Here, there be dragons! No matter where you go in the world, take a look at the folktales and the myths in the culture you’re in, and more likely than not you’ll find a mention of a dragon or two. Some of them will be described as green or gold or red, some of them will be described as having wings and some won’t, some of them will be described as having five claws, some four, some only three, some even have more than one head. The details don’t matter, though, because it’s clear that there are legends of dragons wherever you go.

Ranging from the dragons that play an important part in Chinese culture all the way to the legend of Quetzalcoatl found in Central American culture, they are all around us, whether or not we recognize them by name. Stories about dragons have been around as long as human society itself, and they reflect the society in which they reside. The term “dragon” itself is of Greek origin, meaning “a serpent or python,” and it can also mean “to see clearly.” Wherever the legend of the dragon appears, they represent society, culture, and wisdom (thus the “seeing clearly” part), since dragons are often referred to as having spiritual qualities.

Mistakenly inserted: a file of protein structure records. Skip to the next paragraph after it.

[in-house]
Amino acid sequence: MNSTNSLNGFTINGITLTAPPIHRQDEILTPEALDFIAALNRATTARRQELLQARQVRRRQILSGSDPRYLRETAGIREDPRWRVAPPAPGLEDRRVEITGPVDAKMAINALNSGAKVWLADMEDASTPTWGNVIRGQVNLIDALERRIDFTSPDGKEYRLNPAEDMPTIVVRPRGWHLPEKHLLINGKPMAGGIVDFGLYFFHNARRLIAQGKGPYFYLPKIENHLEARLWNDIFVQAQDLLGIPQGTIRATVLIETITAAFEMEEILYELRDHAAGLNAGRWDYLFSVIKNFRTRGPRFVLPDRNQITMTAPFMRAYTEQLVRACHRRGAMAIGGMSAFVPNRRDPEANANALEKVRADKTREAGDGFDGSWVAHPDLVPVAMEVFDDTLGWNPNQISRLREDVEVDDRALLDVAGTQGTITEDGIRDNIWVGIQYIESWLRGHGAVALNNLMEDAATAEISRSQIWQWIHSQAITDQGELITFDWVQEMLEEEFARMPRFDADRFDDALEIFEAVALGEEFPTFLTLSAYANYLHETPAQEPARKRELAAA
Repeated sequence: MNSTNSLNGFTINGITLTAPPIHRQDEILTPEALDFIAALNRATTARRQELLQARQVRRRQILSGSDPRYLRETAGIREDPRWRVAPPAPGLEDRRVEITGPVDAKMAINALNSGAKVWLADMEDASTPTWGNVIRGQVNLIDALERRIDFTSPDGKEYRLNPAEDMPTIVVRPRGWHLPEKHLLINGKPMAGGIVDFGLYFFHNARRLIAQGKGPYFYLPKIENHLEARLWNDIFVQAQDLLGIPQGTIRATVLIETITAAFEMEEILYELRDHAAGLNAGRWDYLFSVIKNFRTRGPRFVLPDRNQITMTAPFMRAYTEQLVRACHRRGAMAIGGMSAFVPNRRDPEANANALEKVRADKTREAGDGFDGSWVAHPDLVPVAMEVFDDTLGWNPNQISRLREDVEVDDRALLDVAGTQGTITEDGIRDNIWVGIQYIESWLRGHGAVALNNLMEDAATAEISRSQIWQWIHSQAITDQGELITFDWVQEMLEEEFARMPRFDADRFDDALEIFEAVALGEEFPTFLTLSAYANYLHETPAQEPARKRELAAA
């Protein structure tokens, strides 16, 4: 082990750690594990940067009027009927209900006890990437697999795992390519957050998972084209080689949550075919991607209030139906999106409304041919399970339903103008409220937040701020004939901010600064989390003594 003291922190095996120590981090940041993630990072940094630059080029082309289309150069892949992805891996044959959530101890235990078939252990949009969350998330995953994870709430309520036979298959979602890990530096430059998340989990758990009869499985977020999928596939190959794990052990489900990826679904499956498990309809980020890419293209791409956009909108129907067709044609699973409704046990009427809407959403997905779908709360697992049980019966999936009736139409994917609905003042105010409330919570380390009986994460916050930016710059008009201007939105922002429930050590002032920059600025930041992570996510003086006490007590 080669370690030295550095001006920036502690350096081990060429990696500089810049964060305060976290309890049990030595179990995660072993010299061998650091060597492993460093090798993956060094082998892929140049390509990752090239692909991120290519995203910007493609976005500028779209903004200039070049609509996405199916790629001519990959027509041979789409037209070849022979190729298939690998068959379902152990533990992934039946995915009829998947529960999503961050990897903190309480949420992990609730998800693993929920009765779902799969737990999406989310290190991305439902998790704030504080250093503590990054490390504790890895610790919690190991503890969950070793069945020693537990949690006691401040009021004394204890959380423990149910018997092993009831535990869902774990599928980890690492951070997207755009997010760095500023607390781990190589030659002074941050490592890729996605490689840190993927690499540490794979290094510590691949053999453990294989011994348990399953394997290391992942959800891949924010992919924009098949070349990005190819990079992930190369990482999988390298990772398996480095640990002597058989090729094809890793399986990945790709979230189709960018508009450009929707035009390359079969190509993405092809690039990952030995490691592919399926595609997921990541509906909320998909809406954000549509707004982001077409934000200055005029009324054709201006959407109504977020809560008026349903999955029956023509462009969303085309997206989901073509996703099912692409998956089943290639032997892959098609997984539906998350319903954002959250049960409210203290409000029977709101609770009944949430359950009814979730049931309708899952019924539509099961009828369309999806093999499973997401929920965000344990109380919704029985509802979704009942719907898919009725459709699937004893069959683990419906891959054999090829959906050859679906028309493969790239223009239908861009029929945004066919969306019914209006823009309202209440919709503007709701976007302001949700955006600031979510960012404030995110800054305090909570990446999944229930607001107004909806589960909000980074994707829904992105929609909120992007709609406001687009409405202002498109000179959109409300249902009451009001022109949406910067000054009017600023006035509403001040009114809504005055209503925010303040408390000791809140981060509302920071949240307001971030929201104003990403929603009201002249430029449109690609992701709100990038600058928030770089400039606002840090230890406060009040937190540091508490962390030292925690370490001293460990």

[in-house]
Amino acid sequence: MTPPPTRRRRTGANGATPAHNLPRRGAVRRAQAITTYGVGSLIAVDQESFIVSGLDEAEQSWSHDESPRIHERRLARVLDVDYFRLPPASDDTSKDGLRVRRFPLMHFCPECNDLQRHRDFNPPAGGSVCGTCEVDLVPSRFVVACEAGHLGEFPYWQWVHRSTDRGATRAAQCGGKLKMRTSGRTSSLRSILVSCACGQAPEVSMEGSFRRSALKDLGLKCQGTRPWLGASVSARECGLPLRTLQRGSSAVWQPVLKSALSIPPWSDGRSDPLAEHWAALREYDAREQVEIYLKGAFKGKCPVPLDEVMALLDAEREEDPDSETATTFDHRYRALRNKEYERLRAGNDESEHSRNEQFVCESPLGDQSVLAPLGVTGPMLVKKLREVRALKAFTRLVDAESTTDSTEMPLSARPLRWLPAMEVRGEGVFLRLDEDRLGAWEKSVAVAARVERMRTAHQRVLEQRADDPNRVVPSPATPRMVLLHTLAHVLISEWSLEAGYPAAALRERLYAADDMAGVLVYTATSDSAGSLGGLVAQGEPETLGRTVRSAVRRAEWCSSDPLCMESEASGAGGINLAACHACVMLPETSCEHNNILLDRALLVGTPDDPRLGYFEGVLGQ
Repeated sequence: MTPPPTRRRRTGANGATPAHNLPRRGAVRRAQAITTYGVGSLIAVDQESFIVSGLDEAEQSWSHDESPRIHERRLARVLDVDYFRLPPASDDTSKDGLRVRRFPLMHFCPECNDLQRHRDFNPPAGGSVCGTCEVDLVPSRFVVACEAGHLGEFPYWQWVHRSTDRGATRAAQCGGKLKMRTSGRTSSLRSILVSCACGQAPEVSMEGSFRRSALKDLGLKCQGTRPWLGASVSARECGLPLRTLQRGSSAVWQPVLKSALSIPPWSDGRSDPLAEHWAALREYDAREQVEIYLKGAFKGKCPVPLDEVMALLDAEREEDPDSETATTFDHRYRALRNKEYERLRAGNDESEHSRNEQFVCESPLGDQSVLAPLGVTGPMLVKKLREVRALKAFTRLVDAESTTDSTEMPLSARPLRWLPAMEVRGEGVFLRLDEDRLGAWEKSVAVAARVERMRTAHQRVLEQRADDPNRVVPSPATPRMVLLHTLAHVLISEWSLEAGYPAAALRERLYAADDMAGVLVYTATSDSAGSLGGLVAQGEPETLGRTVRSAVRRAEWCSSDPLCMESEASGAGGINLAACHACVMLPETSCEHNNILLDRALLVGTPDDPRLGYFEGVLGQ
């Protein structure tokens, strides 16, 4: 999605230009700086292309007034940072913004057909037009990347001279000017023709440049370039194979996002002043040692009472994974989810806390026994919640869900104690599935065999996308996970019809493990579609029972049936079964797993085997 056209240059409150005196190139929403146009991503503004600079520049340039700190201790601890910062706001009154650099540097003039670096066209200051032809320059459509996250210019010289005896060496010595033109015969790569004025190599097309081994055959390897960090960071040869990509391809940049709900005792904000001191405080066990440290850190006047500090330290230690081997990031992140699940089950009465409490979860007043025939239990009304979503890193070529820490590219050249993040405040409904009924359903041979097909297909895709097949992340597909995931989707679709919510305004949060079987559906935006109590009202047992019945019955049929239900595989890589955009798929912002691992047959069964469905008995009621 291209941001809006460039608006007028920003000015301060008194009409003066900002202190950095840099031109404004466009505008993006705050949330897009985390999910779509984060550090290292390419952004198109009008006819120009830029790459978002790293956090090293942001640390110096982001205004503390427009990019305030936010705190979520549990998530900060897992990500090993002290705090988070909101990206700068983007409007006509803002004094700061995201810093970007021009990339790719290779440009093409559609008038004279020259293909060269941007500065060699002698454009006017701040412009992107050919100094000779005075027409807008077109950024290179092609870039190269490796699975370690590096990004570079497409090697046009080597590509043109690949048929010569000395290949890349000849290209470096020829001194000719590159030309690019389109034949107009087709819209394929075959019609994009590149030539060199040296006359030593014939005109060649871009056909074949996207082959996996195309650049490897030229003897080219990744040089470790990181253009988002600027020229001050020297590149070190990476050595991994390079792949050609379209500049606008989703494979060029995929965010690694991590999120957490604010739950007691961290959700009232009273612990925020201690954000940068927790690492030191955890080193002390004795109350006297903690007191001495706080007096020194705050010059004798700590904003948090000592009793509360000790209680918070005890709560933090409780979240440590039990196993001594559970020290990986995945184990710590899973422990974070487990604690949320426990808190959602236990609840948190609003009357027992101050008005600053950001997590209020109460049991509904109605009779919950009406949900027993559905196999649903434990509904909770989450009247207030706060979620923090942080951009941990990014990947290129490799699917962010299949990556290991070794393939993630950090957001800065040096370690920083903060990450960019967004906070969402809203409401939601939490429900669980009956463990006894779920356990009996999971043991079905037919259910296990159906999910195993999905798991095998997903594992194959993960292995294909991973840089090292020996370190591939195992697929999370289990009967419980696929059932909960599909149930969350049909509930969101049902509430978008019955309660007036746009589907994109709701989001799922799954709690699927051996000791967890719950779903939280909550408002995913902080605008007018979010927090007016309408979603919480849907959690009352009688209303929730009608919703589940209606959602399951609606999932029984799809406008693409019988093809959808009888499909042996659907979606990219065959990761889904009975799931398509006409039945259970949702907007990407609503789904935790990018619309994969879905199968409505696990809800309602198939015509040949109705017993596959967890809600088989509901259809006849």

Join Eilis Flynn and Jacquie Rogers as they take a trip around the world in search of dragons. Whether you make use of the legend of the dragon in your own stories doesn’t matter, because you’ll find that examining the legend of the dragon up close is really an examination of yourself and your story.